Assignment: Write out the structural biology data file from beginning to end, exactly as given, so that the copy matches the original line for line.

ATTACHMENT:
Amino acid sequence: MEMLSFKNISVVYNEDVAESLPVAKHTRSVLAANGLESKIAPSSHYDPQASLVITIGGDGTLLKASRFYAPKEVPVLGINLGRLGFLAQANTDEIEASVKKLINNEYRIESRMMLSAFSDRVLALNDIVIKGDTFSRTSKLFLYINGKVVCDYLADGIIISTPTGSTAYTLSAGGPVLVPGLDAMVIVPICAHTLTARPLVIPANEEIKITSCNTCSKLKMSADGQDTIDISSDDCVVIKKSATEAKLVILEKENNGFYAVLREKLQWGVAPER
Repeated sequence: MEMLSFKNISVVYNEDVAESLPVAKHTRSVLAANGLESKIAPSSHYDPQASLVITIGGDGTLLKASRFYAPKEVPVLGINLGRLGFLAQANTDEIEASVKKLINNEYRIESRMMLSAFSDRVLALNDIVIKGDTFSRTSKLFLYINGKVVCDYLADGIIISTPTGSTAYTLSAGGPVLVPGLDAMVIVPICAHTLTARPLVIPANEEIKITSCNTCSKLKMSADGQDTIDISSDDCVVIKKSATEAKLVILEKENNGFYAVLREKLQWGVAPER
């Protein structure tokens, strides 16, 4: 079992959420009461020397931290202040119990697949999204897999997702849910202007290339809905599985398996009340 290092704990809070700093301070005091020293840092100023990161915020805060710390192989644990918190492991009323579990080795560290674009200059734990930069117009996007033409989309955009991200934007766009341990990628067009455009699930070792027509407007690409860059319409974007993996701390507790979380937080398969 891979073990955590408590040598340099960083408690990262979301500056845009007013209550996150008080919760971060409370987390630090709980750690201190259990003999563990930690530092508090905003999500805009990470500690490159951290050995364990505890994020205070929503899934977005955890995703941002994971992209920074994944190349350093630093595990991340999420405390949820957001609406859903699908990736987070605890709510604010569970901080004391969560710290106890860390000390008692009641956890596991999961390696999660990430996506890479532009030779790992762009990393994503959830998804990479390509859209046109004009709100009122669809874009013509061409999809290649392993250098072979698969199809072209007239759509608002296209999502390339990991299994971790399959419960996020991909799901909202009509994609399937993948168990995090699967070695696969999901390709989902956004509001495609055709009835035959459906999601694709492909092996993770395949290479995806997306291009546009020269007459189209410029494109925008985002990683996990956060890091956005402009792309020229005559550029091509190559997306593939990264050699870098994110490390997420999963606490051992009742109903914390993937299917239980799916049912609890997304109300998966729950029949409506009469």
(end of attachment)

Amino acid sequence: MEMLSFKNISVVYNEDVAESLPVAKHTRSVLAANGLESKIAPSSHYDPQASLVITIGGDGTLLKASRFYAPKEVPVLGINLGRLGFLAQANTDEIEASVKKLINNEYRIESRMMLSAFSDRVLALNDIVIKGDTFSRTSKLFLYINGKVVCDYLADGIIISTPTGSTAYTLSAGGPVLVPGLDAMVIVPICAHTLTARPLVIPANEEIKITSCNTCSKLKMSADGQDTIDISSDDCVVIKKSATEAKLVILEKENNGFYAVLREKLQWGVAPER
Repeated sequence: MEMLSFKNISVVYNEDVAESLPVAKHTRSVLAANGLESKIAPSSHYDPQASLVITIGGDGTLLKASRFYAPKEVPVLGINLGRLGFLAQANTDEIEASVKKLINNEYRIESRMMLSAFSDRVLALNDIVIKGDTFSRTSKLFLYINGKVVCDYLADGIIISTPTGSTAYTLSAGGPVLVPGLDAMVIVPICAHTLTARPLVIPANEEIKITSCNTCSKLKMSADGQDTIDISSDDCVVIKKSATEAKLVILEKENNGFYAVLREKLQWGVAPER
């Protein structure tokens, strides 16, 4: 079992959420009461020397931290202040119990697949999204897999997702849910202007290339809905599985398996009340 290092704990809070700093301070005091020293840092100023990161915020805060710390192989644990918190492991009323579990080795560290674009200059734990930069117009996007033409989309955009991200934007766009341990990628067009455009699930070792027509407007690409860059319409974007993996701390507790979380937080398969 891979073990955590408590040598340099960083408690990262979301500056845009007013209550996150008080919760971060409370987390630090709980750690201190259990003999563990930690530092508090905003999500805009990470500690490159951290050995364990505890994020205070929503899934977005955890995703941002994971992209920074994944190349350093630093595990991340999420405390949820957001609406859903699908990736987070605890709510604010569970901080004391969560710290106890860390000390008692009641956890596991999961390696999660990430996506890479532009030779790992762009990393994503959830998804990479390509859209046109004009709100009122669809874009013509061409999809290649392993250098072979698969199809072209007239759509608002296209999502390339990991299994971790399959419960996020991909799901909202009509994609399937993948168990995090699967070695696969999901390709989902956004509001495609055709009835035959459906999601694709492909092996993770395949290479995806997306291009546009020269007459189209410029494109925008985002990683996990956060890091956005402009792309020229005559550029091509190559997306593939990264050699870098994110490390997420999963606490051992009742109903914390993937299917239980799916049912609890997304109300998966729950029949409506009469």